This is a tricky one. The short answer is yes and no. If we’re talking about traditional wheat flour, then the answer is, unfortunately, a definite no when it comes to Whole30.
If we’re talking specifically about flours made from Whole30-compliant ingredients such as coconut and almond flour, then the answer is a tentative yes…with some stipulations. We’ll get into that later.
Why Traditional Wheat Flour is Not Allowed on Whole30
So…why no wheat flour?
Well, flour is made from wheat, and wheat is not allowed on Whole30 for the same reason that many other grains like rice are not allowed—due to the protein structures (in gluten in particular), it can be very difficult for our bodies to digest.
Whole grains also contain anti-nutrients called phytates that bind to important vitamins and minerals and render them unavailable to our bodies during the digestive process. Bummer, right? You don’t want to miss out on all that goodness in your food, do you? Because wheat (among other grains) may cause more harm than good to our tummies, it does not make the cut on the Whole30 Program.
Flour is also often refined—meaning that in the production process, the germ and the bran are removed, stripping most of the nutritional value that the grain even had to begin with.
Because of this, most flour-based foods end up being empty calories or “foods-with-no-brakes”. Because they retain next to none of their intended nutritional value, consuming them spikes our insulin due to their carbohydrate-dense nature but contains very little fiber, protein or fat to slow down their intake, leaving us feeling, quite frankly, still hungry.
Coconut Flour, Almond Flour, and Other Alternative Flours
So we know grains, and therefore grain-based flours are out of the question…but what about flours made from Whole30-approved ingredients? Coconut flour and almond flour are extremely popular in the paleo, grain-free and gluten-free communities. If almonds are okay to eat on Whole30, almond flour should be too, right?
The answer to that question is a little bit complicated. Yes, these approved-ingredient-based flours are allowed in the right circumstances. What we’re trying to avoid here is a SWYPO food situation. SWYPO (“or sex-with-your-pants-on”) foods are what the creators of the Whole30 Program cheekily decided to call foods that are technically compliant based on an ingredients list, but ultimately end up being slightly sad replacements for foods we may feel deprived of.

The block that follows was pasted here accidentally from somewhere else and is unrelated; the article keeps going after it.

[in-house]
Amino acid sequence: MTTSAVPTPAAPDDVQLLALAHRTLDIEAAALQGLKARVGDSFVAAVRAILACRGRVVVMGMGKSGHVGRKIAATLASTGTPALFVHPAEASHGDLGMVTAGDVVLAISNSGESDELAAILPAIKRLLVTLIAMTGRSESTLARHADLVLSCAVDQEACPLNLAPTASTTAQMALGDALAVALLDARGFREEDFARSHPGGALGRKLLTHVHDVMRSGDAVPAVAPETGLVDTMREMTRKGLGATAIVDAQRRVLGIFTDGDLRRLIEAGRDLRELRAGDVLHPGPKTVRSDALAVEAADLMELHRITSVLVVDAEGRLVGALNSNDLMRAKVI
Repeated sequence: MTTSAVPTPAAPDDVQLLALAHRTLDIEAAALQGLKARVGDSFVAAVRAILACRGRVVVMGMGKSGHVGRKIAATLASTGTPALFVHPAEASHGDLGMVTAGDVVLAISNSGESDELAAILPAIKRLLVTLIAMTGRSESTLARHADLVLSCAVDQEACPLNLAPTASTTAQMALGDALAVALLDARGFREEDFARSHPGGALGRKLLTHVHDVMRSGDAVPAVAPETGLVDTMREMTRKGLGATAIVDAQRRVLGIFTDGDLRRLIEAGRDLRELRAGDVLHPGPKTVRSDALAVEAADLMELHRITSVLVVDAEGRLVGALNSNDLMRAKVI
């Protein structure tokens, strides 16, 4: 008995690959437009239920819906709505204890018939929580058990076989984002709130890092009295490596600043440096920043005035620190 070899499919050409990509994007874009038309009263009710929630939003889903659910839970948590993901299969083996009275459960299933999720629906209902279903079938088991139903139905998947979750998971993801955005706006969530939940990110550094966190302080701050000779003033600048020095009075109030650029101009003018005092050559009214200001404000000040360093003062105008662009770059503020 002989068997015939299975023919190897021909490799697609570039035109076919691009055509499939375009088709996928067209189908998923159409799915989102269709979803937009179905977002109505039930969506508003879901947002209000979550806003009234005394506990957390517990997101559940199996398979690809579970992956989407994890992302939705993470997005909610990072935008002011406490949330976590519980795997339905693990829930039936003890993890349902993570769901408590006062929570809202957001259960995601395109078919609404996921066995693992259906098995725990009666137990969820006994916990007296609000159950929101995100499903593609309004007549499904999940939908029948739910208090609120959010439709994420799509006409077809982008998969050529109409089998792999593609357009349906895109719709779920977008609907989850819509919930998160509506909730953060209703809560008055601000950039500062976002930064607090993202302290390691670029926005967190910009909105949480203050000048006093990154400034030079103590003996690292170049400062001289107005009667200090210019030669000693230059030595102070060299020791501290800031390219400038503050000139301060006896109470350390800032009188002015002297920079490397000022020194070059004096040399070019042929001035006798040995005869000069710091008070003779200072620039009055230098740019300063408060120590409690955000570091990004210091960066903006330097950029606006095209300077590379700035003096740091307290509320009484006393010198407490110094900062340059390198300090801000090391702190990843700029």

Imagine a Whole30 Brownie recipe made from ingredients like sweet potato, almond flour, cocoa powder and cacao nibs (we actually have a collection of Whole30 dessert recipes like this for those who have passed the initial 30 days). Each individual ingredient is fine on its own. Put them all together and you get a (most likely) very unsatisfying version of the gluten-filled, sugar-bomb brownie you’re truly craving.
By seeking out these SWYPO foods, we end up indulging in those cravings that we have been conditioned to “need”. We don’t really need dessert, do we? So why would you torture yourself with a sad, unsweetened vegetable brownie?
When Alternative Flours Can Be Used (Avoiding SWYPO)
That being said, these alternative flours can be used in some scenarios while still following Whole30 protocol. If you’re using these flours to make a sauce or gravy, bind together meatloaf or meatballs, or add a “breading” to your chicken , by all means go for it! It’s those paleo pancakes, muffins and other foods-with-no-brakes you’ll want to stay away from.
It’s those paleo pancakes, muffins and other foods-with-no-brakes you’ll want to stay away from.
Whole30 is about resetting and breaking habits—both physically and psychologically. By avoiding not only non-compliant foods, but also those pesky SWYPO foods and telling yourself that you don’t need them after all, you’ll likely notice a huge shift in your relationship with food.
What are your favorite alternative Whole30 flours? Share your thoughts in the comments!